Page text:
Gender Wage Gap Among Doctors Is Widening

April 28, 2011

Close up of female doctor wearing surgical maskA survey released by Medscape/WebMD reported alarming news for women--the gender wage gap among physicians is widening, fast.

According to WebMD, male specialists earn a median salary of $225,000 a year. Female specialists, on the other hand, take home a median annual salary of $160,000--a difference of $65,000 a year. This difference in pay means that in the course of a 35-year career, female doctors lose a total of $2.3 million on average, noted Forbes.

The gap may be due to several different factors, such as medical specialty, firm size, hours worked and discrimination.

Cornell University labor economics professor Francine Blau noted that women doctors tend to choose lower-paying specialties. For instance, orthopedic surgeons and radiologists earn a median salary of $350,000 a year, but primary care physicians and pediatricians take home a median $150,000 a year. However, WebMD pointed out that the gender wage gap sometimes still existed within the same specialty--among primary care doctors, men reported earning a median annual salary of $170,000 while women earned a median $140,000 a year.

Female physicians also opt for greater flexibility and, therefore, choose smaller firms, reported Forbes. Doctors who work at large firms (over 100 physicians) usually earn $23,000 more per year than doctors at private practices. Furthermore, women tend to spend more time with each patient, which means that they see fewer patients than male doctors do in a week, according to WebMD.

However, the American Medical Women's Association (AMWA) told Forbes that the reason for the pay difference is not always so objective.

"The problem [of discrimination] hasn't gone away," said AMWA President Eliza Lo Chin.

Despite the fact that women now earn almost half of all medical degrees, studies have consistently shown that the pay difference between women and men has increased in the last 10 years. Moreover, Forbes noted that a previous study published in Health Affairs revealed that the pay difference still existed even when controlling for variables such as specialty, practice type, patient care hours, location and physician age. In fact, in 2008 the pay difference between women and men doctors increased nearly fivefold from 1999.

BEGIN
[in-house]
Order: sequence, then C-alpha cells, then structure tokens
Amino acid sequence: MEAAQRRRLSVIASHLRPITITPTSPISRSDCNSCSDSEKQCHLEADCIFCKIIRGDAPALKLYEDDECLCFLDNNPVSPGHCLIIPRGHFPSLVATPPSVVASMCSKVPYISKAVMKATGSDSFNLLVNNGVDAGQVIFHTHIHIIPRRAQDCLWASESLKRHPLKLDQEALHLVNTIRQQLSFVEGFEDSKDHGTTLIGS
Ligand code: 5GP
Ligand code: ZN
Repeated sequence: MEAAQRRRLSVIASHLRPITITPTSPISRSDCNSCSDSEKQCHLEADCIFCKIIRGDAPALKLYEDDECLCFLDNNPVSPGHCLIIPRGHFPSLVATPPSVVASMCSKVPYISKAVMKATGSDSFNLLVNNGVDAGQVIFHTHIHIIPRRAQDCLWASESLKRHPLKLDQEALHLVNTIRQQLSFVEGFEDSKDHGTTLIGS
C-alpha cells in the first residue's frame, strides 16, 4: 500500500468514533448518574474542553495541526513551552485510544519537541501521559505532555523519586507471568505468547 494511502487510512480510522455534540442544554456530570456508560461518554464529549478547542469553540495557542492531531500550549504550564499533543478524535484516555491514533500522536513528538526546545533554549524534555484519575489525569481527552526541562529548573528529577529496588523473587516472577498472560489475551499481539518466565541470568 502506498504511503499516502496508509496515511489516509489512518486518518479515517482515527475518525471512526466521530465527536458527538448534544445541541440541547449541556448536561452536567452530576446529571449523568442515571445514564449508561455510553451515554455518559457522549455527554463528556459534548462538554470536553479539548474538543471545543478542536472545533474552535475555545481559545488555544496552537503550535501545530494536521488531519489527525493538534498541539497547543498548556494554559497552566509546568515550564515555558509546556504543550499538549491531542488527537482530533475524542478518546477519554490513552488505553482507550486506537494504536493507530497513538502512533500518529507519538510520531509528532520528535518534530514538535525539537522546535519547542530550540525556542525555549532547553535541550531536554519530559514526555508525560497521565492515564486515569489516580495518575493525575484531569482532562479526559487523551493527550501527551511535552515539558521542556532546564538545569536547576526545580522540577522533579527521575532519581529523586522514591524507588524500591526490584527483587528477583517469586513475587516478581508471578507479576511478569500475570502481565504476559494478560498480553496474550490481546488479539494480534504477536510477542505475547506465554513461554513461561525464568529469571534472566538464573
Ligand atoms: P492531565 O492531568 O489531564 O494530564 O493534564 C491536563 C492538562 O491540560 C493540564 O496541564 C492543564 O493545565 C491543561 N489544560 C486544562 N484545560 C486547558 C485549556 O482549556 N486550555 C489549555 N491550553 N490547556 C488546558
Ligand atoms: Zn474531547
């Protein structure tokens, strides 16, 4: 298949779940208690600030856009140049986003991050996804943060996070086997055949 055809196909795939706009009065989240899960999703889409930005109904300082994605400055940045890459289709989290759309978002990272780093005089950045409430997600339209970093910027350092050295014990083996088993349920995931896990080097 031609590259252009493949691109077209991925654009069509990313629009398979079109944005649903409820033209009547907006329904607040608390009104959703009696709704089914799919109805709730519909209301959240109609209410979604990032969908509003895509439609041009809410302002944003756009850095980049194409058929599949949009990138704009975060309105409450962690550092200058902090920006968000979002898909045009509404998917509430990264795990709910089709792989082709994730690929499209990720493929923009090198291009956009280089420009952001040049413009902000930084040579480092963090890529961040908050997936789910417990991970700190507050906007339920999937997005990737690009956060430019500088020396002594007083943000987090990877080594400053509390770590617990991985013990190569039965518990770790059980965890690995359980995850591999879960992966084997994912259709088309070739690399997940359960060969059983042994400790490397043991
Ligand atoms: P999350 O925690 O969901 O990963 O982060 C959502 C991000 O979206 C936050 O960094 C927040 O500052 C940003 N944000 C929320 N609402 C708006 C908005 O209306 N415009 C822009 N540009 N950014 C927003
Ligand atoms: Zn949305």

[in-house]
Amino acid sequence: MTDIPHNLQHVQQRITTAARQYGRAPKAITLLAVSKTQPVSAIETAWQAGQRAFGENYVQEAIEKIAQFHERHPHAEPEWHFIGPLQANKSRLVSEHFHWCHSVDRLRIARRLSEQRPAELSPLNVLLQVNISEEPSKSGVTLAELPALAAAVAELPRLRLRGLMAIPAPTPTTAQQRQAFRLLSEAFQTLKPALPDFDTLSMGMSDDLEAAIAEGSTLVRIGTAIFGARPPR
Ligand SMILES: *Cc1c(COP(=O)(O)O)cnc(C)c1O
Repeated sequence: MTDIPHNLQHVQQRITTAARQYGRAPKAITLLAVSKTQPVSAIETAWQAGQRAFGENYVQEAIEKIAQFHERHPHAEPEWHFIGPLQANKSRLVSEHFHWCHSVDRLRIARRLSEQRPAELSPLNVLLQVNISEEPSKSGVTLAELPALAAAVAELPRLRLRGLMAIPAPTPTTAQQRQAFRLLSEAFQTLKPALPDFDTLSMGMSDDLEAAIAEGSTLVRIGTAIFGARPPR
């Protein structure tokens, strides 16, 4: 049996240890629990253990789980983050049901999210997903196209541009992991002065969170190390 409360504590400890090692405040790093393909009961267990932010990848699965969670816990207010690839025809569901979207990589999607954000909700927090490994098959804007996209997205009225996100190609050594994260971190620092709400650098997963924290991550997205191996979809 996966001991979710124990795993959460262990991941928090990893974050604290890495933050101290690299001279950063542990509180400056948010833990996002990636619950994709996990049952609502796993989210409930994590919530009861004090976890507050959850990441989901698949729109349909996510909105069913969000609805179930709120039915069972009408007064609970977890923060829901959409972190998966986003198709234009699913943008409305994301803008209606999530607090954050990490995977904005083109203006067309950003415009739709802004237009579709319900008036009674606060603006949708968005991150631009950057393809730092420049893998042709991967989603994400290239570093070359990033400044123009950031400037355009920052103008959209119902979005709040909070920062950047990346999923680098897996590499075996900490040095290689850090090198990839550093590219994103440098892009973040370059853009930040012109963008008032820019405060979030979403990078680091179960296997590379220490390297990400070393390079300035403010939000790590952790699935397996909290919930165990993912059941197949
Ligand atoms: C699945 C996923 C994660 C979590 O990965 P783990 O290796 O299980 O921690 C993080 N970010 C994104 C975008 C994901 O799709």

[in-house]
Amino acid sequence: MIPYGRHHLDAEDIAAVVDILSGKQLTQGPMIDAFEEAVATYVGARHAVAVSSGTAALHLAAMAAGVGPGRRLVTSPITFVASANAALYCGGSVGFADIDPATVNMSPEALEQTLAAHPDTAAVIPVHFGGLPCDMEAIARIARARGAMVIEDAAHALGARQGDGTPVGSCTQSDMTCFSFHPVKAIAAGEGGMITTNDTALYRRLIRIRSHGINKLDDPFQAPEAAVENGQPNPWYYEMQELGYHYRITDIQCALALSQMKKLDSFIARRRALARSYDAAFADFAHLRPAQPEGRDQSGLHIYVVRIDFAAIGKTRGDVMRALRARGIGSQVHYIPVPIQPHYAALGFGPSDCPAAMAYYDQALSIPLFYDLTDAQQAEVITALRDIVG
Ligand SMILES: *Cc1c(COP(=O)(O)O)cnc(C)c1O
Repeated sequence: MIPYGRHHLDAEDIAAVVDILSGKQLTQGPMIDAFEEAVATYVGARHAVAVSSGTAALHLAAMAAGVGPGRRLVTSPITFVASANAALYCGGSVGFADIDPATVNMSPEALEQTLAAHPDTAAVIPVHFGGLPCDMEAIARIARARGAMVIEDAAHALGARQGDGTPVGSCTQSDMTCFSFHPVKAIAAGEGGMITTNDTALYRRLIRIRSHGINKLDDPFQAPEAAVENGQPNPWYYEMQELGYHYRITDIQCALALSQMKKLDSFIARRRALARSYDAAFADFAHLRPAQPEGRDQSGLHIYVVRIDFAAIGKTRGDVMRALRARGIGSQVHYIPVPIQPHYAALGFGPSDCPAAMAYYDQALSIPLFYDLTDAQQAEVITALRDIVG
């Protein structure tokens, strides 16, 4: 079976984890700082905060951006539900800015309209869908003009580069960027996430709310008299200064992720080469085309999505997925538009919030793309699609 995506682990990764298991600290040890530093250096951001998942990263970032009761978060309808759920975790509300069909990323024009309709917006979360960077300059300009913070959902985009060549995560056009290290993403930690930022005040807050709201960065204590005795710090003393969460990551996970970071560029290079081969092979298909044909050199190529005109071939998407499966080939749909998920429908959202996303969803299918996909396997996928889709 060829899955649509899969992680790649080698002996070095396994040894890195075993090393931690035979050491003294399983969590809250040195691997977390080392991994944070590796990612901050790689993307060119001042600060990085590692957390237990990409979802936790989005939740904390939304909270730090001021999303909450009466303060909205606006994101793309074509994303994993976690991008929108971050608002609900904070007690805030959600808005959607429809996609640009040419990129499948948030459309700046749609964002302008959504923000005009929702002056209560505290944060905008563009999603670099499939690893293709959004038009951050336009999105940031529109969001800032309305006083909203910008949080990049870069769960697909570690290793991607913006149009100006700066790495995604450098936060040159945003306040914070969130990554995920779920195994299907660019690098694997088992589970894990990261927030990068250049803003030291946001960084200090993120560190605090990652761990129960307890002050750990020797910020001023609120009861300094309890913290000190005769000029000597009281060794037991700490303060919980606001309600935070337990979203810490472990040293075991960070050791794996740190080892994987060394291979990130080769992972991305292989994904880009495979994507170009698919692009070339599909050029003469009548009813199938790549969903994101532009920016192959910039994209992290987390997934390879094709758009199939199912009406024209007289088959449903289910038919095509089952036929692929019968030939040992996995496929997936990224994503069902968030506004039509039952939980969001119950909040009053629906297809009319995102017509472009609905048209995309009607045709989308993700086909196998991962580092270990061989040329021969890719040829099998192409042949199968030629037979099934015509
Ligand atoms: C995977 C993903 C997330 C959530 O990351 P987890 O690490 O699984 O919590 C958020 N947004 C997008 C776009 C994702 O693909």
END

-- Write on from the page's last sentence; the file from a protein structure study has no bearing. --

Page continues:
Leaders of AMWA argued that medical organizations usually get women doctors for less by offering family-friendly work arrangements. Interestingly, however, WebMD reported that both women and men had mixed feelings about their salaries--slightly more than half of specialists and just under half of primary care doctors reported that they are fairly compensated.

Forbes stated that these findings should not discourage women from pursuing a career as a physician. According to the U.S. Bureau of Labor Statistics (BLS), the health care industry is expected to add three million jobs by 2018 and physicians and surgeons was the No. 1 best paid profession for women in 2010.

The survey was fielded to 455,000 U.S. doctors. Responses came from 15,794 doctors in 22 specialties between February 2, 2011 and March 30, 2011.

Compiled by CityTownInfo.com Staff


"Female Doctors Face A $2.3 Million Wage Gap," blogs.forbes.com, April 28, 2011, Jenna Goudreau

"Medscape/WebMD Poll: How Much Are Doctors Paid?" webMD.com, April 28, 2011, Daniel J. DeNoon

"Physician Compensation Report 2011," medscape.com, April 2011

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